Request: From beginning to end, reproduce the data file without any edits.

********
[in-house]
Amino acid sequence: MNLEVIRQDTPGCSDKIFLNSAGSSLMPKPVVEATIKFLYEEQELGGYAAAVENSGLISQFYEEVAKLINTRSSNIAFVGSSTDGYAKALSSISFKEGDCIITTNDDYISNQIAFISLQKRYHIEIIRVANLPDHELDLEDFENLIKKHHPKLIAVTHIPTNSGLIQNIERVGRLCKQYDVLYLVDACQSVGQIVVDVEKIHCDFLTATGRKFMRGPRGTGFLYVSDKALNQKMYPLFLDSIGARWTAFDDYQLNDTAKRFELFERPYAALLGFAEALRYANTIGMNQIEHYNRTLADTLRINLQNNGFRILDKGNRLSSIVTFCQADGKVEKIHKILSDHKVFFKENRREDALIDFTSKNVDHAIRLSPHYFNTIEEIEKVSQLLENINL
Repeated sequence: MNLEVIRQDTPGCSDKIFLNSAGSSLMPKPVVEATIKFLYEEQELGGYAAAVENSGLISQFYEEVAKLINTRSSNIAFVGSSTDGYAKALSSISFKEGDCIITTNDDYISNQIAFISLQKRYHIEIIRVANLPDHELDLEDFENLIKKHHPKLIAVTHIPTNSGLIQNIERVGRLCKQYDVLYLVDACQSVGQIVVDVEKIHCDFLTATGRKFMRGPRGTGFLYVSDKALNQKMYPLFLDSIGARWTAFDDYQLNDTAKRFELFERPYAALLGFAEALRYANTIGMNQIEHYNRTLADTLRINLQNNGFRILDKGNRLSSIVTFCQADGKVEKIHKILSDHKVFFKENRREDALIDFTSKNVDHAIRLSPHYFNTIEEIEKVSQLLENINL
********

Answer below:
[in-house]
Amino acid sequence: MNLEVIRQDTPGCSDKIFLNSAGSSLMPKPVVEATIKFLYEEQELGGYAAAVENSGLISQFYEEVAKLINTRSSNIAFVGSSTDGYAKALSSISFKEGDCIITTNDDYISNQIAFISLQKRYHIEIIRVANLPDHELDLEDFENLIKKHHPKLIAVTHIPTNSGLIQNIERVGRLCKQYDVLYLVDACQSVGQIVVDVEKIHCDFLTATGRKFMRGPRGTGFLYVSDKALNQKMYPLFLDSIGARWTAFDDYQLNDTAKRFELFERPYAALLGFAEALRYANTIGMNQIEHYNRTLADTLRINLQNNGFRILDKGNRLSSIVTFCQADGKVEKIHKILSDHKVFFKENRREDALIDFTSKNVDHAIRLSPHYFNTIEEIEKVSQLLENINL
Repeated sequence: MNLEVIRQDTPGCSDKIFLNSAGSSLMPKPVVEATIKFLYEEQELGGYAAAVENSGLISQFYEEVAKLINTRSSNIAFVGSSTDGYAKALSSISFKEGDCIITTNDDYISNQIAFISLQKRYHIEIIRVANLPDHELDLEDFENLIKKHHPKLIAVTHIPTNSGLIQNIERVGRLCKQYDVLYLVDACQSVGQIVVDVEKIHCDFLTATGRKFMRGPRGTGFLYVSDKALNQKMYPLFLDSIGARWTAFDDYQLNDTAKRFELFERPYAALLGFAEALRYANTIGMNQIEHYNRTLADTLRINLQNNGFRILDKGNRLSSIVTFCQADGKVEKIHKILSDHKVFFKENRREDALIDFTSKNVDHAIRLSPHYFNTIEEIEKVSQLLENINL